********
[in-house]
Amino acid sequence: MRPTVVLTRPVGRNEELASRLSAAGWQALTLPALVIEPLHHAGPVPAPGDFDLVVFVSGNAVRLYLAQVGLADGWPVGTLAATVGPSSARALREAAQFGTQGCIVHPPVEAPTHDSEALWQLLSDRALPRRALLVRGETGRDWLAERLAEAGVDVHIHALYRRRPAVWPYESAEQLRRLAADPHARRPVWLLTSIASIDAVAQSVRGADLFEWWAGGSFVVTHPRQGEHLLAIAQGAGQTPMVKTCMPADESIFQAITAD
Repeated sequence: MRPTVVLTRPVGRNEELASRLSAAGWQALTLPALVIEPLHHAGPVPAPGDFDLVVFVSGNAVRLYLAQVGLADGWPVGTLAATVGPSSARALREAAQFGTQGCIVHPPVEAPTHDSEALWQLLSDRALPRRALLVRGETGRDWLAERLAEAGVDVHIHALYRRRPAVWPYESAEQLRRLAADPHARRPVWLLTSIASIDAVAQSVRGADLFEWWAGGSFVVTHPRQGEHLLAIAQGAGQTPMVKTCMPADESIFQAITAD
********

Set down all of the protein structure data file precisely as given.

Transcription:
[in-house]
Amino acid sequence: MRPTVVLTRPVGRNEELASRLSAAGWQALTLPALVIEPLHHAGPVPAPGDFDLVVFVSGNAVRLYLAQVGLADGWPVGTLAATVGPSSARALREAAQFGTQGCIVHPPVEAPTHDSEALWQLLSDRALPRRALLVRGETGRDWLAERLAEAGVDVHIHALYRRRPAVWPYESAEQLRRLAADPHARRPVWLLTSIASIDAVAQSVRGADLFEWWAGGSFVVTHPRQGEHLLAIAQGAGQTPMVKTCMPADESIFQAITAD
Repeated sequence: MRPTVVLTRPVGRNEELASRLSAAGWQALTLPALVIEPLHHAGPVPAPGDFDLVVFVSGNAVRLYLAQVGLADGWPVGTLAATVGPSSARALREAAQFGTQGCIVHPPVEAPTHDSEALWQLLSDRALPRRALLVRGETGRDWLAERLAEAGVDVHIHALYRRRPAVWPYESAEQLRRLAADPHARRPVWLLTSIASIDAVAQSVRGADLFEWWAGGSFVVTHPRQGEHLLAIAQGAGQTPMVKTCMPADESIFQAITAD